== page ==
Food & Agriculture
Agriculture remains a major part of the American economy. More than 21 million Americans rely on agriculture for jobs, and American exports of agricultural products totaled $115 billion in 2010, creating a positive agricultural trade balance. In addition to crops that feed humans and livestock and create fabrics and furniture, crops such as corn and soy have great potential as alternative sources of energy for transportation.
The future of a vibrant agricultural sector, and by extension healthy rural economies, is however under stress. The average age of a farmer today in America is 58. In the next 20 years, 70 percent of our nation’s privately owned farmland will change hands. The health of the nation’s topsoil is threatened by overgrazing, pesticides and industrial farming. A new generation of American farmers needs help from Congress and the USDA to support programs that encourage better land stewardship, provide greater access to capital and promote organic certification.
Agriculture is essential to America’s wellbeing, but efforts to maximize farm productivity have had serious unintended consequences (negative externalities) that harm all Americans on some level. Our system currently promotes large factory farms over local, community-based farms, which requires use of harmful animal husbandry practices, threatens public health, limits consumer choice and undermines farming as a job and lifestyle. Our dependence on chemical-based pesticides, herbicides, and fertilizers not only poisons wildlife but leads to such contaminated water runoff that the Environmental Protection Agency has labeled agriculture the leading cause of impaired water quality.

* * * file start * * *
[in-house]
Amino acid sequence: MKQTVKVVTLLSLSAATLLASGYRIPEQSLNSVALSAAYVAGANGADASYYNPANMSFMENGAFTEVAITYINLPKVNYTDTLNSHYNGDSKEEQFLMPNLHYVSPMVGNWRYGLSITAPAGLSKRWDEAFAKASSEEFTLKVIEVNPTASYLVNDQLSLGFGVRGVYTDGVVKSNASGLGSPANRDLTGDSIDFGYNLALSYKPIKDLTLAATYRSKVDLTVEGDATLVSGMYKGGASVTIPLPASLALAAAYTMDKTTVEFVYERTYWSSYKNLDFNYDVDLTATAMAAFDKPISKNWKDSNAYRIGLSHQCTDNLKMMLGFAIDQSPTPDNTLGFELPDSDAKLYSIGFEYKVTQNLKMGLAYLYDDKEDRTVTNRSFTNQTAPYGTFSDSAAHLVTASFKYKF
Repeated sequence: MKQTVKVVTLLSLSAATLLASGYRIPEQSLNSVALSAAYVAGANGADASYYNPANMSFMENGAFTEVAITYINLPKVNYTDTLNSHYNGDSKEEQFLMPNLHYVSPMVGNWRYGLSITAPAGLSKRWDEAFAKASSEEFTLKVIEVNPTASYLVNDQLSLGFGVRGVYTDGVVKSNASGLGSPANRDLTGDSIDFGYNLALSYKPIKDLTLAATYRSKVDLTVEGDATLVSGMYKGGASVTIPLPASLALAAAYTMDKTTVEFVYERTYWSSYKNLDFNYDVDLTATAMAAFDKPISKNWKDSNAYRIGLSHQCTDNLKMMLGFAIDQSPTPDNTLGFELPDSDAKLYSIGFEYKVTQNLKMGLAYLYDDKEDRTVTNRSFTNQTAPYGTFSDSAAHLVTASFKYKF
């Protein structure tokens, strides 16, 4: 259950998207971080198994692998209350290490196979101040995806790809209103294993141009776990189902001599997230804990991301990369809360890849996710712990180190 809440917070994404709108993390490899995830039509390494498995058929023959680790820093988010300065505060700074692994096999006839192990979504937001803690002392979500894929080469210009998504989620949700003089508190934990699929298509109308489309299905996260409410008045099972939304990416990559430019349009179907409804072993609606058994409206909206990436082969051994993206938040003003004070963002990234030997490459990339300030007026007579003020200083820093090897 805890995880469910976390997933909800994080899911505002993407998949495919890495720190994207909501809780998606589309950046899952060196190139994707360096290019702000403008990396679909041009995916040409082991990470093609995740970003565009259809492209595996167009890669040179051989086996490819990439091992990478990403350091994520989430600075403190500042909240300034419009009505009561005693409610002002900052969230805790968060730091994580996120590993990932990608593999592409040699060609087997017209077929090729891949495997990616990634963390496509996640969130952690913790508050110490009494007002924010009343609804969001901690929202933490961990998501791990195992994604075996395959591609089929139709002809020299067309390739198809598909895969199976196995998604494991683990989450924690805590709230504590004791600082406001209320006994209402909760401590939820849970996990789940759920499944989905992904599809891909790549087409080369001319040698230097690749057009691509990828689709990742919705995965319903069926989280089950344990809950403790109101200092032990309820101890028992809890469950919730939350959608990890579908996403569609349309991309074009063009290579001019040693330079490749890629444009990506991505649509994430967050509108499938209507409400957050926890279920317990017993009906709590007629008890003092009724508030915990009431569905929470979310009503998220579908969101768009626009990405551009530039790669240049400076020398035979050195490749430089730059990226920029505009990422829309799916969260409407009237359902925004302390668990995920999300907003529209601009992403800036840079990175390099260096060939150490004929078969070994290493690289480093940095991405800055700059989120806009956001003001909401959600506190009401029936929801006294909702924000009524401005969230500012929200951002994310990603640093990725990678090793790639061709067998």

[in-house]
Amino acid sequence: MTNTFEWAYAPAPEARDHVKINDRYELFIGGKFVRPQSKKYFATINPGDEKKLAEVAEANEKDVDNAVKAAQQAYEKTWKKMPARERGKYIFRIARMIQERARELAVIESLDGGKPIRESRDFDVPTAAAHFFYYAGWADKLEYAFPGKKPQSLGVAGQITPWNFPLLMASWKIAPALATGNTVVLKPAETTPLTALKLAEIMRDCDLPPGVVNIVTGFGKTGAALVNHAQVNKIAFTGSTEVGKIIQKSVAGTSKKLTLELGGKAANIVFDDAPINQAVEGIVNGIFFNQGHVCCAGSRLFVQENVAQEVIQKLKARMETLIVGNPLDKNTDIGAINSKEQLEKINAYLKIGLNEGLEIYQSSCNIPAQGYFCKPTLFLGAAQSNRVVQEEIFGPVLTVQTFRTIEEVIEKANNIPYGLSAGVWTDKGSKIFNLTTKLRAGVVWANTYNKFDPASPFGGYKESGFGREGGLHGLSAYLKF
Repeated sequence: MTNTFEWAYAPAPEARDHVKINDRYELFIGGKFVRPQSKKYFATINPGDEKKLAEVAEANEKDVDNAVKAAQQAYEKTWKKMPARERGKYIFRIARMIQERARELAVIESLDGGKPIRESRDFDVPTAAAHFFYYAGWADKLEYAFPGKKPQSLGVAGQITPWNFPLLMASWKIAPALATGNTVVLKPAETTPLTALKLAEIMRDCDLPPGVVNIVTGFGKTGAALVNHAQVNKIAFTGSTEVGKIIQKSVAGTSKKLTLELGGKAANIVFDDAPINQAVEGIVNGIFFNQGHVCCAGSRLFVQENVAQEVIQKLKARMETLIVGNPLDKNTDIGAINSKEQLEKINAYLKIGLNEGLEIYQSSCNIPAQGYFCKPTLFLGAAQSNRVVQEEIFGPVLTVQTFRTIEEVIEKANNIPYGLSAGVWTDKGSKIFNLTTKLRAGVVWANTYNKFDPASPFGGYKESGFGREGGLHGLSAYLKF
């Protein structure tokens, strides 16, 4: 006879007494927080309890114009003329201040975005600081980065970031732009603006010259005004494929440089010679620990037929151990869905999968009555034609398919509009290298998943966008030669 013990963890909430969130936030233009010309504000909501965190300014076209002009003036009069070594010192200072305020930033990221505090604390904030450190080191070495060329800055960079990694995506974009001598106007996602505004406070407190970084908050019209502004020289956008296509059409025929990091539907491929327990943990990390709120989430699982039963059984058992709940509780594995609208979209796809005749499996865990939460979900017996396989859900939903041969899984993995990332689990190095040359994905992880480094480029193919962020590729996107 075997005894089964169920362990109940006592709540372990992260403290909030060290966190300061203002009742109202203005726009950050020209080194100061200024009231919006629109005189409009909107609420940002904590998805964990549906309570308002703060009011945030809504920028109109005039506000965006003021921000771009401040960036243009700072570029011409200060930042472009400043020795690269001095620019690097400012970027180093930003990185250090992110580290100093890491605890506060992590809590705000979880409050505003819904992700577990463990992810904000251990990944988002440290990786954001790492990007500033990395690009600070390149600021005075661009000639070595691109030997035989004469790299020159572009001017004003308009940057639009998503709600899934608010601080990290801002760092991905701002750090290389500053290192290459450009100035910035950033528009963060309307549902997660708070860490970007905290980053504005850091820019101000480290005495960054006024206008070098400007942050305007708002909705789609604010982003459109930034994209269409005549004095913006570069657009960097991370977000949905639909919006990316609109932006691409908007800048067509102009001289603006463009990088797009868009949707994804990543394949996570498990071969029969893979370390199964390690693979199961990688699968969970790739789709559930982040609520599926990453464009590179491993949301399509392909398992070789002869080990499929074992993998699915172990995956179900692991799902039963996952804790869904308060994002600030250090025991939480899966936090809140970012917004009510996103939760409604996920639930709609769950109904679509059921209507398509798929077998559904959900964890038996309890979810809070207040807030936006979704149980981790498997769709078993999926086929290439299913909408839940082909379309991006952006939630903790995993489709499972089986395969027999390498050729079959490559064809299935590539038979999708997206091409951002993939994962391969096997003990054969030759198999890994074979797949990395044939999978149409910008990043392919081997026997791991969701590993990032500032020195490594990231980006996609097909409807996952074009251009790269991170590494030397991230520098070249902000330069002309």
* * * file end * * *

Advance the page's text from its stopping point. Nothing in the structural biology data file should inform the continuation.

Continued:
Our system further encourages transporting food to market by burning far more fossil fuels than are necessary to get food to the places it is needed. Globally, the food system is responsible for a third of all carbon emissions, including those coming from transportation. As well, our agricultural policy subsidizes industries that provide over-processed foods high in fat, sugar, and salt, while leaving little support for specialized crops such as fruits and vegetables. This policy has led to increased rates of obesity and type 2 diabetes, which hike health care costs.
Sustainable agriculture policies can alleviate these problems, protecting the environment, improving public health, and ensuring that farming will once again be a viable lifestyle for Americans. ASBC advocates for initiatives that reduce subsidies to agribusinesses, preserve topsoil, reduce the use of harmful chemicals, and conserve clean air and water. These policies will allow us to safely rely on the farms that feed Americans and the world for years to come.